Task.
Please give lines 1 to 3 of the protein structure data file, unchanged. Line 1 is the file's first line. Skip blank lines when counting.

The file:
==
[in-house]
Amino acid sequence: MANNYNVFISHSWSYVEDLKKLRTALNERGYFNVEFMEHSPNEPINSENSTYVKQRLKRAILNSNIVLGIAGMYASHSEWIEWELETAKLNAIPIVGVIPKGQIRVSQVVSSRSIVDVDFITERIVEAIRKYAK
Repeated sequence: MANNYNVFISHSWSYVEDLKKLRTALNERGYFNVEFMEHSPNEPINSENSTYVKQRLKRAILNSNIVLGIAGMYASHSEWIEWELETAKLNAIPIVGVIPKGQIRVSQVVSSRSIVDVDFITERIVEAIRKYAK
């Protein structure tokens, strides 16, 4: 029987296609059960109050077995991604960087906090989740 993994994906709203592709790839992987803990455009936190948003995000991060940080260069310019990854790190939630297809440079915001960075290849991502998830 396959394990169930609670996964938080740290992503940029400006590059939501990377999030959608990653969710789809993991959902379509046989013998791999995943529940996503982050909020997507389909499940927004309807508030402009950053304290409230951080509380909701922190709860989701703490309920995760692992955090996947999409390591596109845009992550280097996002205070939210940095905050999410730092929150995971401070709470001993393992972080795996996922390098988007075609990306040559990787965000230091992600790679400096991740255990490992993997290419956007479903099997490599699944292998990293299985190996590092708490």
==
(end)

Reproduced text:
[in-house]
Amino acid sequence: MANNYNVFISHSWSYVEDLKKLRTALNERGYFNVEFMEHSPNEPINSENSTYVKQRLKRAILNSNIVLGIAGMYASHSEWIEWELETAKLNAIPIVGVIPKGQIRVSQVVSSRSIVDVDFITERIVEAIRKYAK
Repeated sequence: MANNYNVFISHSWSYVEDLKKLRTALNERGYFNVEFMEHSPNEPINSENSTYVKQRLKRAILNSNIVLGIAGMYASHSEWIEWELETAKLNAIPIVGVIPKGQIRVSQVVSSRSIVDVDFITERIVEAIRKYAK